The Royal Tenenbaums Movie Review
Thick with director Wes Anderson's unique brand of laughing-on-the-inside irony, "The Royal Tenenbaums" is a bittersweet comedy of bourgeoisie dysfunction in a family of failed prodigies.
The Tenenbaum children each excelled so extraordinarily in their youth that life as adults might be disappointing even if being abandoned by their petulant, pejorative father (Gene Hackman at his grumpy greatest as Royal Tenenbaum) hadn't caused them all to crash and burn psychologically.
Pouty, introverted misery junkie Margot (Gwyneth Paltrow) was an acclaimed playwright in 9th grade. But now in her early 30s, she's moving back home because ennui has taken over her mirthless marriage.
Hyperactively angst-ridden Chas (Ben Stiller) was a financial and real estate whiz in his teens. But his fortunes faltered, his wife died in a plane crash and now he's moving home too, with his two young sons in tow, because he's completely paranoid they'll befall some horrible accident in his high-rise condo. (In truth, Chas probably just wants his mommy.)
Once a three-time US Nationals tennis champ, Richie (Luke Wilson) is haunted by a completely different kind of failure. He choked in the biggest match of his life and locked himself away on an ocean liner to wallow in self-pity over his secret love for Margot -- who is adopted, although one gets the impression it wouldn't matter to him if she wasn't. When Margot moves home, Richie compulsively follows suit.
The only Tenenbaum who seems to be better off since Royal selfishly split is his wife Etheline (a caustically austere Anjelica Huston), who became her own woman and an archeologist while remaining malignantly angry at her absentee husband (they never divorced).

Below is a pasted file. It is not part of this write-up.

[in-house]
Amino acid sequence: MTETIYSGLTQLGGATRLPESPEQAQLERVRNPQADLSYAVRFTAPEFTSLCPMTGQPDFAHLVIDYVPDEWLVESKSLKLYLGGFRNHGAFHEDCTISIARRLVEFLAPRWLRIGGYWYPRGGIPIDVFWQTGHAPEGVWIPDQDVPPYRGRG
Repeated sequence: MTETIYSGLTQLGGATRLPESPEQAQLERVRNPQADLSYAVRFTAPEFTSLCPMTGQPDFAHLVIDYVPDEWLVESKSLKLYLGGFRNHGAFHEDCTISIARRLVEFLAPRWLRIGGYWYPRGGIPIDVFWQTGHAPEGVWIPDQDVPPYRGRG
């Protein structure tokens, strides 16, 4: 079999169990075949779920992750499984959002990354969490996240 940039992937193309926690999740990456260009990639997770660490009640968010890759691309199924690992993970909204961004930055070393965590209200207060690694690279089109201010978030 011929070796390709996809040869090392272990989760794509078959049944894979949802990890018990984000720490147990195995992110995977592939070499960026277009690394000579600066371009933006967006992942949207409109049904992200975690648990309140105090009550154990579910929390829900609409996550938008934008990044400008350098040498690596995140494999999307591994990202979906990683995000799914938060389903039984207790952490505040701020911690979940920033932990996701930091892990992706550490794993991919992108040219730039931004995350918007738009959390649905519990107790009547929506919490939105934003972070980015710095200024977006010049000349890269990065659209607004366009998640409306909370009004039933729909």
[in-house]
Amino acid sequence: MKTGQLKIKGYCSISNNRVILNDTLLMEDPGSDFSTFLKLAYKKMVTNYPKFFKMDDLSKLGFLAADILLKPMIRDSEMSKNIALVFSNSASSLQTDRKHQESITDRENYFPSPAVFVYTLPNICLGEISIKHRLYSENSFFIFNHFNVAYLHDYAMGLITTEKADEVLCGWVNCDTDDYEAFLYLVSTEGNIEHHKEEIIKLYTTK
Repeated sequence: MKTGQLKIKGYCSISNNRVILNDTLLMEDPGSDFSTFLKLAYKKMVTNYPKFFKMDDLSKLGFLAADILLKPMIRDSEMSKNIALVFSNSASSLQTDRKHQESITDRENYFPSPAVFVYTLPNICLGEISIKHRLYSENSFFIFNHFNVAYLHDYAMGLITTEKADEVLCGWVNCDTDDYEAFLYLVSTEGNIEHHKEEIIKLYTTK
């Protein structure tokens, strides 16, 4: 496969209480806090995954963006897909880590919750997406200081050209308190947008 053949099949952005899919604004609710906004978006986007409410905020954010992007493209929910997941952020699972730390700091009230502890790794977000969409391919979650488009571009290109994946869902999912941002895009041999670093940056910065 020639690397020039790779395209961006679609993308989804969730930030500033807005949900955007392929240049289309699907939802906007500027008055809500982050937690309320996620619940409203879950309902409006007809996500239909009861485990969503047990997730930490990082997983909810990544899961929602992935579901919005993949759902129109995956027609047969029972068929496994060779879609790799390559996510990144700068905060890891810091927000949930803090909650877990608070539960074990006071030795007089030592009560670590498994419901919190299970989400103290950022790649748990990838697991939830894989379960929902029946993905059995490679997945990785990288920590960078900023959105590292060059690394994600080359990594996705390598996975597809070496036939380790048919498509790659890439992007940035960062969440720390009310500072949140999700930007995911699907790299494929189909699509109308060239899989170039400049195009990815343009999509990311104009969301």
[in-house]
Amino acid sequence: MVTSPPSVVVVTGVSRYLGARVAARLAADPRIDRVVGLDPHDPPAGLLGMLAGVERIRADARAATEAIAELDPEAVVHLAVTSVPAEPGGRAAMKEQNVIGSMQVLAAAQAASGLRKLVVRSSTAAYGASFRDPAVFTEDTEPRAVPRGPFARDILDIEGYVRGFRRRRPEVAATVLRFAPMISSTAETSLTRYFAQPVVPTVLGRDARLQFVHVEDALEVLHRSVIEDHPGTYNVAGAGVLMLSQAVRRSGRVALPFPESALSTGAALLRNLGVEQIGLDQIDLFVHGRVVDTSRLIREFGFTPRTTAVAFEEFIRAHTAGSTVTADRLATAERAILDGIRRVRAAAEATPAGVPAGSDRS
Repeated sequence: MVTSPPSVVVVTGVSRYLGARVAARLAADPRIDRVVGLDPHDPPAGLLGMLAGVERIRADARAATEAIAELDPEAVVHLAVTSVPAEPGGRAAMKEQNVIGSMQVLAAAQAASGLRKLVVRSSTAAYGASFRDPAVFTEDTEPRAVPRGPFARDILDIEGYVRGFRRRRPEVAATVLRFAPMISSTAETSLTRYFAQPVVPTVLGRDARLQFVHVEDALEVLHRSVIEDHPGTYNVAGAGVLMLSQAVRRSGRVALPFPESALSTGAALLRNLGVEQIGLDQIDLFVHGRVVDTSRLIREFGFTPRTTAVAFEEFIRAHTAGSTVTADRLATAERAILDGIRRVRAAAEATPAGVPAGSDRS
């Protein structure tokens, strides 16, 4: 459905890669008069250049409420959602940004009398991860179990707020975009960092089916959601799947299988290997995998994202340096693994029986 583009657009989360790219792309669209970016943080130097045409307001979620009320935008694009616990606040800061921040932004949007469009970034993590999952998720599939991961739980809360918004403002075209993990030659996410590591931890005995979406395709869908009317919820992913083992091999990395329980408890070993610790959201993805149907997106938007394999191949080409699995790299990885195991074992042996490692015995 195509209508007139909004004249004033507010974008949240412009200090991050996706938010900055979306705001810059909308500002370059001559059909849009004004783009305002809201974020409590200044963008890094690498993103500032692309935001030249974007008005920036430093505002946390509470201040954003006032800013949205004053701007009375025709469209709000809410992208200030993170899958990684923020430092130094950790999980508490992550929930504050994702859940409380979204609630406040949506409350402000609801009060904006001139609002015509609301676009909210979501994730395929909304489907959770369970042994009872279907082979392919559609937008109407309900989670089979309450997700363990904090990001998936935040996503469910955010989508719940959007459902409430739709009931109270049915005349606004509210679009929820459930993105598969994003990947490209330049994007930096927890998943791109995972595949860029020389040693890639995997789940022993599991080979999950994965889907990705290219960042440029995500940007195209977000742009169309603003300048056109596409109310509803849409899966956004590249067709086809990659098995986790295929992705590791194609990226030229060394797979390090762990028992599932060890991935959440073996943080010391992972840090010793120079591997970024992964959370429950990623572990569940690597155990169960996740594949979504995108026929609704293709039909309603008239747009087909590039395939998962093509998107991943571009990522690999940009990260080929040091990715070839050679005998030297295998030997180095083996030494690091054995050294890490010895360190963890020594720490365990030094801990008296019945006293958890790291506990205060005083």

But now she's being pulled back in to old habits out of reluctant compassion when this already uncomfortable family reunion becomes a neurotic free-for-all. Royal, a disbarred lawyer who has bled his bank account dry living in a hotel suite for 22 years, begs to come home as well. He claims he has five weeks to live and wants to make amends.
Brilliantly oddball and awkwardly melancholy, "The Royal Tenenbaums" is a tightly layered comedy of the uncomfortable that peels away strata of peculiar humor in a myriad of rich details. Margot is missing a finger from an accident when she was a troubled teen. (Why wasn't it sewn back on? "Wasn't worth it," she shrugs.) Richie sleeps in a tent in his room, decorated with tennis trophies and Matchbox cars. Every Tenenbaum's fashion sense seems to have frozen in the moment he or she lost faith in life. In fact, their whole world seems to have stopped in its tracks. The house is full of rotary telephones and 30-year-old board games. The streets are full of rusty, smog-belching, 20-year-old taxis.
It's Royal's initially selfish, then later sincere and pitiful, attempts to fire the engines of the Tenenbaums' stilted relationships that fuel the plot of this eclectic, eccentric comedy.
Wes Anderson's talent for idiosyncratic filmmaking has matured by leaps and bounds between "Bottle Rocket" and "Rushmore," and now between "Rushmore" and "The Royal Tenenbaums." He manages to stoke the movie such sympathy for these unfortunate nutcases that you truly feel sorry for them, even as you laugh at them. Even Royal -- who Hackman revels in making into an insensitive but charismatic cad -- becomes someone we commiserate with after his later, most earnest attempts at patching things up with his kids fails because he just lacks the heart to pull it off.
Joining the cast for a little scene stealing are a scholarly, bushy-bearded Bill Murray, as Paltrow's estranged husband, and oddball extraordinaire (and Anderson's writing partner) Owen Wilson, playing Chas's childhood best friend from across the street. Wilson takes the picture's irony to a whole new level, wishing so badly to be a part of the Tenenbaums that he blows his own success as a cowboy-wannabe hack writer on cocaine and porn binges.
Cleverly compartmentalized into chapters (introduced with book pages being read aloud by the voice of Alec Baldwin), "The Royal Tenenbaums" is so densely packed with dark chocolate quirks that it feels like a nimble adaptation of a 500-page novel. And like reading a favorite book, you could probably watch this film 10 times over and still discover different levels of its multifaceted wit with each viewing.
I recommend you start now.
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